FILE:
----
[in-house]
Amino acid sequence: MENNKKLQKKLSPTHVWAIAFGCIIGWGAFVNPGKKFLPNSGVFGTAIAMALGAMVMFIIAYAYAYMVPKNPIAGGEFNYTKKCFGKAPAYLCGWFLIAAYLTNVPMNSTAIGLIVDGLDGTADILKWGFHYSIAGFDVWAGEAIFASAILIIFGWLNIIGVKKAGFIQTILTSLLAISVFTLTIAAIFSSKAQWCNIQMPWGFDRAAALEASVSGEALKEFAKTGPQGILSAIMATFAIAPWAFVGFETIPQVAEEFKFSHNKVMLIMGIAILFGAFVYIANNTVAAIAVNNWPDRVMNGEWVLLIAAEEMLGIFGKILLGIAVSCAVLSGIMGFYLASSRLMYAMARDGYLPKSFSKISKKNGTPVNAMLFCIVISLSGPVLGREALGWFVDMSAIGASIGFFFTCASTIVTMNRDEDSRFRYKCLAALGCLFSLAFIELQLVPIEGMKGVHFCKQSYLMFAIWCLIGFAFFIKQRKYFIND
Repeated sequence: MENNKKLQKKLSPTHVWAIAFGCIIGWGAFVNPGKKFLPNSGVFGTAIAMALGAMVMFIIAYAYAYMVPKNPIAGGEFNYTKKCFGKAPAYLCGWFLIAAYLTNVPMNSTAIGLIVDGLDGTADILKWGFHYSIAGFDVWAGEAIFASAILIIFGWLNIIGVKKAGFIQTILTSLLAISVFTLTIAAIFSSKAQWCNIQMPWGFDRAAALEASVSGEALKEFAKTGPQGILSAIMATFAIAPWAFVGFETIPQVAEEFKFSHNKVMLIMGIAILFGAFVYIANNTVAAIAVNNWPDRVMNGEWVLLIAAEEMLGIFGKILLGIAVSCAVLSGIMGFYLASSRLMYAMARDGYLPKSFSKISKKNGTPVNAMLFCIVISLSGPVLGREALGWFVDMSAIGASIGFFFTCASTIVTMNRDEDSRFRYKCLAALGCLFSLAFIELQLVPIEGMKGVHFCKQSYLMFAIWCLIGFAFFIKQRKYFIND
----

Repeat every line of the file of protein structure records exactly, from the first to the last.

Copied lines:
[in-house]
Amino acid sequence: MENNKKLQKKLSPTHVWAIAFGCIIGWGAFVNPGKKFLPNSGVFGTAIAMALGAMVMFIIAYAYAYMVPKNPIAGGEFNYTKKCFGKAPAYLCGWFLIAAYLTNVPMNSTAIGLIVDGLDGTADILKWGFHYSIAGFDVWAGEAIFASAILIIFGWLNIIGVKKAGFIQTILTSLLAISVFTLTIAAIFSSKAQWCNIQMPWGFDRAAALEASVSGEALKEFAKTGPQGILSAIMATFAIAPWAFVGFETIPQVAEEFKFSHNKVMLIMGIAILFGAFVYIANNTVAAIAVNNWPDRVMNGEWVLLIAAEEMLGIFGKILLGIAVSCAVLSGIMGFYLASSRLMYAMARDGYLPKSFSKISKKNGTPVNAMLFCIVISLSGPVLGREALGWFVDMSAIGASIGFFFTCASTIVTMNRDEDSRFRYKCLAALGCLFSLAFIELQLVPIEGMKGVHFCKQSYLMFAIWCLIGFAFFIKQRKYFIND
Repeated sequence: MENNKKLQKKLSPTHVWAIAFGCIIGWGAFVNPGKKFLPNSGVFGTAIAMALGAMVMFIIAYAYAYMVPKNPIAGGEFNYTKKCFGKAPAYLCGWFLIAAYLTNVPMNSTAIGLIVDGLDGTADILKWGFHYSIAGFDVWAGEAIFASAILIIFGWLNIIGVKKAGFIQTILTSLLAISVFTLTIAAIFSSKAQWCNIQMPWGFDRAAALEASVSGEALKEFAKTGPQGILSAIMATFAIAPWAFVGFETIPQVAEEFKFSHNKVMLIMGIAILFGAFVYIANNTVAAIAVNNWPDRVMNGEWVLLIAAEEMLGIFGKILLGIAVSCAVLSGIMGFYLASSRLMYAMARDGYLPKSFSKISKKNGTPVNAMLFCIVISLSGPVLGREALGWFVDMSAIGASIGFFFTCASTIVTMNRDEDSRFRYKCLAALGCLFSLAFIELQLVPIEGMKGVHFCKQSYLMFAIWCLIGFAFFIKQRKYFIND